It did not take Ian long to open my eyes to the wonders of the Thousand Islands. Nor did it take long for Ian to grasp my passion for Tall Ships Landing, Bytown Brigantine and the vision for the Maritime Discovery Centre. I immediately asked him to join the MDC Steering Committee, which he did, and remained one of its driving forces all the way through. In time the MDC would grow six times and evolve into the Aquatarium. I left Ian’s Raleigh Island that day, in the pitch dark, but with a burning desire to work harder to “raise the bar”.
Most recently, in the face of life’s greatest challenge, he and his devoted wife, Lyne, thought so kindly as to donate Ian’s life’s artistic work to the Aquatarium, so that generations to come will continue to be captivated and inspired.
A wise person once said that a hundred years from now, it will not matter the size of your bank account, the car you drove, or the house you lived in, but what will matter is if you were able to make a positive difference in the life of a child. Ian’s artistry as a photographer is the catalyst that has set off a reaction through our eyes, and those of future generations, that has, and will, captivate and inspire us to unlock the wonders of this magical place in a way that enriches our lives and motivates us to be better stewards of our environment, history, culture, and river lifestyle. It is hard to imagine a greater gift and legacy to leave to our youth!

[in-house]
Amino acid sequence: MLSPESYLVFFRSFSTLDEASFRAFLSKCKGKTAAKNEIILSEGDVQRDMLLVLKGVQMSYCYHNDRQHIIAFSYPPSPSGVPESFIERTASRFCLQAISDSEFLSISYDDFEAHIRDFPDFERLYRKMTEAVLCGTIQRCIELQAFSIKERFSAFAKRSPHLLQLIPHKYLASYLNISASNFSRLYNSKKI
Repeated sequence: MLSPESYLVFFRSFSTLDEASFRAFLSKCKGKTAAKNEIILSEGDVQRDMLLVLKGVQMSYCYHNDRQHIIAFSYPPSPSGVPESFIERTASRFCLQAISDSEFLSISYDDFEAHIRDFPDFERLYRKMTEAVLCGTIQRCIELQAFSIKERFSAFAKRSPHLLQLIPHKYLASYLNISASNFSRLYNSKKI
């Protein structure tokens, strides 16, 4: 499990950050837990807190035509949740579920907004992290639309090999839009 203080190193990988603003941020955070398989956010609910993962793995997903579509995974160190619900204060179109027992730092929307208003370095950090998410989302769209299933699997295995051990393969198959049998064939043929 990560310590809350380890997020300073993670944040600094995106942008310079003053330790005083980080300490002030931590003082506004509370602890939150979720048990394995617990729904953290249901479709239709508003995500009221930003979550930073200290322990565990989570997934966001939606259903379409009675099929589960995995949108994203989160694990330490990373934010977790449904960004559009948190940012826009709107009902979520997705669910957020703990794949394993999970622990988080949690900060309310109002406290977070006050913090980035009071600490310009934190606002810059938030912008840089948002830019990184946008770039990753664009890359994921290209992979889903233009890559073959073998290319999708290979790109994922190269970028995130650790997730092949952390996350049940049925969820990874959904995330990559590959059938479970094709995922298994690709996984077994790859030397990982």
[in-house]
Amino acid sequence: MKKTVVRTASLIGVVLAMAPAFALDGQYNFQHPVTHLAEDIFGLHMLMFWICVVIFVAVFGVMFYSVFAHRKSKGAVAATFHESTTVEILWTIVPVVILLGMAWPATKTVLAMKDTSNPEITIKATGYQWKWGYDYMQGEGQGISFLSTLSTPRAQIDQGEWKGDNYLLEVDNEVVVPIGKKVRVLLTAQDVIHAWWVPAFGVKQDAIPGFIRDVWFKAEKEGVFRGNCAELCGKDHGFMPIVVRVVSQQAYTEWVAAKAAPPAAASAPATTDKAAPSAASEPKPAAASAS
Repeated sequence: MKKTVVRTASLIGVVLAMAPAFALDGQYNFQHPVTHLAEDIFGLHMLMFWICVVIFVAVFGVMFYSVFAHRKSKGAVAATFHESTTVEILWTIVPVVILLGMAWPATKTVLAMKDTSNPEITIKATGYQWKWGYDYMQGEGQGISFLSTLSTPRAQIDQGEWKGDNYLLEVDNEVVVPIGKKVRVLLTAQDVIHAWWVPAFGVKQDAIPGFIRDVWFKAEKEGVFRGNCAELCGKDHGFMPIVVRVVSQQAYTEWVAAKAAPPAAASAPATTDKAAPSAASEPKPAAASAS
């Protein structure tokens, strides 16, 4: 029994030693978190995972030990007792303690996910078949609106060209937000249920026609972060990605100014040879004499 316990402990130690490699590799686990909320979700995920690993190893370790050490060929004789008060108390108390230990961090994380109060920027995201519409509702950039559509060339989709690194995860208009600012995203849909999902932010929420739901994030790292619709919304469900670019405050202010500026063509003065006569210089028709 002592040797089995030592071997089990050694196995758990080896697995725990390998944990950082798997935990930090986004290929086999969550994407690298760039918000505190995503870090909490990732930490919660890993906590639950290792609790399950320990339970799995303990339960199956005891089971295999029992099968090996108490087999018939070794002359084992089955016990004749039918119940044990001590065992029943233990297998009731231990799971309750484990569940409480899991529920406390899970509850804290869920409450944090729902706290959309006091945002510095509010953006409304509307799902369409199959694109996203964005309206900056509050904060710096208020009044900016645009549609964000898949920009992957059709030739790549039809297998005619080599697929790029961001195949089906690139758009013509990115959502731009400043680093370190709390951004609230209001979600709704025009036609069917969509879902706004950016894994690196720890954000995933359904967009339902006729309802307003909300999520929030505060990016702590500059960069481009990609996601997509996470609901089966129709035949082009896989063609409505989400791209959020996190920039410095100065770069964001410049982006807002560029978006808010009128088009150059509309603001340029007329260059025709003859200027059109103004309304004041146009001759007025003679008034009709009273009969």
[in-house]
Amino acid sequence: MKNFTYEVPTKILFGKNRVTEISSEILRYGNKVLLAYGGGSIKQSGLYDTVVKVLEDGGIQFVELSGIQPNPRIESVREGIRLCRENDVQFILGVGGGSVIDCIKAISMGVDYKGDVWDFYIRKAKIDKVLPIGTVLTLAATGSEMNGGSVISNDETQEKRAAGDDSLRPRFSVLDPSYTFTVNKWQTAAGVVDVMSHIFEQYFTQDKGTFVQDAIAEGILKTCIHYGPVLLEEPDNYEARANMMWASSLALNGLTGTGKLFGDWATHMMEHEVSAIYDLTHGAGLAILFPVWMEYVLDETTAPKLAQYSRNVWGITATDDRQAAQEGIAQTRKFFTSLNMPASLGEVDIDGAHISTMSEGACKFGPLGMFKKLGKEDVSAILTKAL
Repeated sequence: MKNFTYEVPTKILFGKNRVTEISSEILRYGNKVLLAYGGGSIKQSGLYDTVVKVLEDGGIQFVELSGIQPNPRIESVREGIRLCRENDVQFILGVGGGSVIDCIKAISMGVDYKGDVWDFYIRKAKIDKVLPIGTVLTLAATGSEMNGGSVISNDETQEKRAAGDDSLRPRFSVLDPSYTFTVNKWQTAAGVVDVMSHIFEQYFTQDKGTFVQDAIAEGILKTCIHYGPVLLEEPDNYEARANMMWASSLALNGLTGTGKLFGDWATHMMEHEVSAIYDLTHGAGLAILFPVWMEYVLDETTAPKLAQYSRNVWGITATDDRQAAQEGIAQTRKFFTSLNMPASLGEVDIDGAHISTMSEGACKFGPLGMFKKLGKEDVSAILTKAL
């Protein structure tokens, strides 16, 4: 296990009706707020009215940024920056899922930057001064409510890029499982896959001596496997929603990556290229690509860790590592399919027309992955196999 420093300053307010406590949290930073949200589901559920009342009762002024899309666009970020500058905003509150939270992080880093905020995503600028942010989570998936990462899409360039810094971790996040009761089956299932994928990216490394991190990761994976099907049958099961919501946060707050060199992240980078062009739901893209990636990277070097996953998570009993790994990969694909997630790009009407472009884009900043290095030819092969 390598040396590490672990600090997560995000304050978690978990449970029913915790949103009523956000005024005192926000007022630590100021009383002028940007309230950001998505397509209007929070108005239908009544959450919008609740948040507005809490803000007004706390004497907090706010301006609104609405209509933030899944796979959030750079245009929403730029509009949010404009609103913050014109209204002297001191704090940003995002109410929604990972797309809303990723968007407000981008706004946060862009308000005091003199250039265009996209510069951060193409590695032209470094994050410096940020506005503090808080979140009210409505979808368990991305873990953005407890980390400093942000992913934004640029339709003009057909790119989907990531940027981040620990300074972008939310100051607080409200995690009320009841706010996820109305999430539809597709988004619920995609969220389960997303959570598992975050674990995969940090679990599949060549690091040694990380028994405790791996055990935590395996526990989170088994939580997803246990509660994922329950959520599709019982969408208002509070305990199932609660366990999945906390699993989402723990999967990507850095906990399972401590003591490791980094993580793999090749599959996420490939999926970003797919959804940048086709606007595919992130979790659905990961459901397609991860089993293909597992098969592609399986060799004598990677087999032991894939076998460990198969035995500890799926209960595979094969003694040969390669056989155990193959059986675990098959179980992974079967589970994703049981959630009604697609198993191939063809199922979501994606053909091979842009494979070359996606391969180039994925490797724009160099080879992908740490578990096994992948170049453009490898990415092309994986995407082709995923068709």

My dear Ian, your example in life is the greatest gift to all of us. You have earned your Valhalla and then some! You have indeed set the bar higher, to a height that will inspire us for the rest of our days and generations to come.
To Ian’s wife Lyne, son Scotty, daughter Hayley, and their mother Mary, thank you for sharing your Ian with us. Our generation will not forget his friendship, generosity, passion, and devotion to “raising the bar” in the Thousand Islands and generations from now will appreciate his having done so.
By Simon Fuller
Simon Fuller is Principal of the Fuller Group of Companies, (a diversified group of construction, fabrication, development and real-estate companies, including creating Brockville's Tall Ships Landing); Simon is a founder and director of the Bytown Brigantine sail training foundation and and Vice Chair Tall Ships Canada.
Editor's Note: We thank Simon Fuller for sharing his tribute to Ian. A tribute Ian was able to hear before he died on February 15. This editor was fortunate to have been invited to attend some of the early Aquatarium planning meetings. It was a privilege and honor to be at the table with Simon and Ian, both so passionate to bring this special attraction to Brockville for the young and old.